George Clark’s review published on Letterboxd:
2020 Releases Ranked-HERE
The Boys in the Band is a 2020 American comedy/drama film directed by Joe Mantello and stars Jim Parsons, Zachary Quinto, Matt Bomer, Andrew Rannells, Charlie Carver, Robin de Jesús, Brian Hutchison, Michael Benjamin Washington, and Tuc Watkins. The film is based on the 1968 play ‘The Boys in the Band’ by Mart Crowley who sadly died in March this year, RIP.
The Boys in the Band is just another film that reiterates the fact that remakes can sometimes be excellent. I haven’t seen the 1970s original, nor have I seen the play, yet Joe Mantello’s single location, dialogue heavy film was great to watch nevertheless. Just like this years “Hollywood”, The Boys in the Band is absolutely gorgeous to look at and has a similar storyline of homosexual men admitting their love and delving deeper into themselves. The 1960s ascetic really worked wonders for me as inside the apartment looked absolutely fantastic to look at. Hollywood turned out to be one of my favourite limited series this year and whilst The Boys in the Band doesn’t quite work as well as that, yet it still worked incredibly well for the point it was trying to make.
Whilst The Boys in the Band doesn’t have any of the action many expect from modern film, it instead takes the dialogue heavy root like films such as 12 Angry Men and Steve Jobs did so well and whilst I am a fan of action films, I adore smart pieces of filmmaking like this. The dialogue is exceptionally good, some of the best of 2020, and the way the characters are developed throughout the 2hr runtime is superb to see as they all get their moment to shine and take the spotlight. Now I wish I could go into more detail about the men but I don’t want to spoil anything so all I’ll say is that all of the performances a worked really well. The raw power behind some scenes was simply breathtaking, yet despite everyone performing great, Jim Parsons really stole the show. Personally I love The Big Bang Theory so seeing Jim Parsons in more roles like this really makes me happy as he’s simply fantastic to watch on screen. However, what I will say is that Tuc Watkins really stood out to me. There’s a certain scene involving a telephone that completely took my breath-away as the raw power and emotion behind that conversation was phenomenal to watch. Despite everyone performing great, he was by far the biggest surprise for me as despite his limited lines, worked really well.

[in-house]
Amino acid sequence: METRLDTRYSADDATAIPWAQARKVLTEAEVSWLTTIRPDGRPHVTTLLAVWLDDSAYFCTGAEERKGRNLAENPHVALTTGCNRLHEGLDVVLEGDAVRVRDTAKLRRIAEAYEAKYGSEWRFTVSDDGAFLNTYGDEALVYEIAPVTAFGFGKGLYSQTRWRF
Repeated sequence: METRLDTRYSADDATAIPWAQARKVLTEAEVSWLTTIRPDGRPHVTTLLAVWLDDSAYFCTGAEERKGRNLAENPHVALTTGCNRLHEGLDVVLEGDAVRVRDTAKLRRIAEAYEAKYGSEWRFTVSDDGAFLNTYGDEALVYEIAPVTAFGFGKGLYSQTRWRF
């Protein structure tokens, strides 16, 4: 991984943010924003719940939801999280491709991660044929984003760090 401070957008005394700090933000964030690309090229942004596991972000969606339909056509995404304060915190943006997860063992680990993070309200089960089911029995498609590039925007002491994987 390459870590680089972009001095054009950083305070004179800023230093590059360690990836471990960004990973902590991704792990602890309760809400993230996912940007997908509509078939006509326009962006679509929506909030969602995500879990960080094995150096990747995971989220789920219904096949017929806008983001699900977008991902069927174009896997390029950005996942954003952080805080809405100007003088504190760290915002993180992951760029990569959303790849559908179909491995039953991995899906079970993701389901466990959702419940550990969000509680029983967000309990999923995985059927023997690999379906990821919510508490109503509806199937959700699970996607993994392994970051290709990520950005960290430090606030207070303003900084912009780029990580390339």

One thing that was truly extraordinary about this film was how it handled the sometimes subtle, and very much not subtle homophobic that was portrayed on screen as well as off. As a straight man I can clearly say I’ve always been appalled by how other people talk like this, how hurtful it can be and how truly awful it makes the person sound and that’s what got me about this film as that’s what people faced back then and still do now and honestly that’s really sad to know. But Hey! I don’t want to put a downer on this film as honestly it made me laugh whilst also making me think, each character brought a unique sense of mystery and/or fun to the role and once you delve deeper into the “true love” storyline, each little detail really started to jump out at me and made me enjoy this film even more.
The Boys in the Band can sometimes feel dated and sadly slightly formulaic at times but despite those factors it really does work. The smooth editing, beautiful style and great dialogue all result in a rather brilliant sophisticated film that I quite enjoyed.